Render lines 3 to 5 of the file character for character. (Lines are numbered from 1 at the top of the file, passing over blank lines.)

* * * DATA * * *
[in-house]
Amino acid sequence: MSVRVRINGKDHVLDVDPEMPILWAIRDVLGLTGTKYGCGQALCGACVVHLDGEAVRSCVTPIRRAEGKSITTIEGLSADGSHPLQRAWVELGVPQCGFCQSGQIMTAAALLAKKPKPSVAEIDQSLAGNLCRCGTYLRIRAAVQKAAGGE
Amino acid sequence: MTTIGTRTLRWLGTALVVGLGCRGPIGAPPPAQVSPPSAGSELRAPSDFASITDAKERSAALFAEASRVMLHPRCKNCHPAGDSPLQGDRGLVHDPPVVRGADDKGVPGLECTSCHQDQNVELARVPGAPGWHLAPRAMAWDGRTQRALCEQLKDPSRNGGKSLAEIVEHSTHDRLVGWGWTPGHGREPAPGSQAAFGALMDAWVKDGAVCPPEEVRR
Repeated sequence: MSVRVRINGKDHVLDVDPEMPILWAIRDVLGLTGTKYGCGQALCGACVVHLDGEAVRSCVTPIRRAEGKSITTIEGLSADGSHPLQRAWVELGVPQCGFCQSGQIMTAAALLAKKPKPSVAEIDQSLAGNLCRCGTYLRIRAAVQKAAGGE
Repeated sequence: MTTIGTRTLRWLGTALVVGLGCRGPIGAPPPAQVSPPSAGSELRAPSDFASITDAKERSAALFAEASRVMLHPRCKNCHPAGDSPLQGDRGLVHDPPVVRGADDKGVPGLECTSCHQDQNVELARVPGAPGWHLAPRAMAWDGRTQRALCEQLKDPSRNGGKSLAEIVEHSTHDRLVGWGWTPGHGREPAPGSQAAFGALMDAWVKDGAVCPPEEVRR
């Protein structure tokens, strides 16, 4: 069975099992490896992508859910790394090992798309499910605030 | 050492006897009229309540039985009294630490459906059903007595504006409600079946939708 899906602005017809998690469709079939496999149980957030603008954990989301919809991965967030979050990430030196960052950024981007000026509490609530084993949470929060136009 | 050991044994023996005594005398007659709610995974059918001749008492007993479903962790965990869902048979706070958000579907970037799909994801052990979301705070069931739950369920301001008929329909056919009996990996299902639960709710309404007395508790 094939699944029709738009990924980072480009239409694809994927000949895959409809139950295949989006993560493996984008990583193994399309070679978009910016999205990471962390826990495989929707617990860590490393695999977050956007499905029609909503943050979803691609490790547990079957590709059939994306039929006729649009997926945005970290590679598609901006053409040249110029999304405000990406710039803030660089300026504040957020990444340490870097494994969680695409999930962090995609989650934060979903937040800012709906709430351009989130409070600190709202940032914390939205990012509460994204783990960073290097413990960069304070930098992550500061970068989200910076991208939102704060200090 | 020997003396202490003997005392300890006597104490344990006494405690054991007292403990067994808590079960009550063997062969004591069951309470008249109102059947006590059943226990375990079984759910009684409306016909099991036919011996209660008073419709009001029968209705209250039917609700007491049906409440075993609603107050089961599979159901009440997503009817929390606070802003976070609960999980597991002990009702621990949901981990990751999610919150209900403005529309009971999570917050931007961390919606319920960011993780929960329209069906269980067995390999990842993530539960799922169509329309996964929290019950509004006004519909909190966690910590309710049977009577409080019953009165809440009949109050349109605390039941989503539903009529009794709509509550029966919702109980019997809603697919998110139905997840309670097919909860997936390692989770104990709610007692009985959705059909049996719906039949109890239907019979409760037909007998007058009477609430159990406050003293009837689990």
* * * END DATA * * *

Amino acid sequence: MTTIGTRTLRWLGTALVVGLGCRGPIGAPPPAQVSPPSAGSELRAPSDFASITDAKERSAALFAEASRVMLHPRCKNCHPAGDSPLQGDRGLVHDPPVVRGADDKGVPGLECTSCHQDQNVELARVPGAPGWHLAPRAMAWDGRTQRALCEQLKDPSRNGGKSLAEIVEHSTHDRLVGWGWTPGHGREPAPGSQAAFGALMDAWVKDGAVCPPEEVRR
Repeated sequence: MSVRVRINGKDHVLDVDPEMPILWAIRDVLGLTGTKYGCGQALCGACVVHLDGEAVRSCVTPIRRAEGKSITTIEGLSADGSHPLQRAWVELGVPQCGFCQSGQIMTAAALLAKKPKPSVAEIDQSLAGNLCRCGTYLRIRAAVQKAAGGE
Repeated sequence: MTTIGTRTLRWLGTALVVGLGCRGPIGAPPPAQVSPPSAGSELRAPSDFASITDAKERSAALFAEASRVMLHPRCKNCHPAGDSPLQGDRGLVHDPPVVRGADDKGVPGLECTSCHQDQNVELARVPGAPGWHLAPRAMAWDGRTQRALCEQLKDPSRNGGKSLAEIVEHSTHDRLVGWGWTPGHGREPAPGSQAAFGALMDAWVKDGAVCPPEEVRR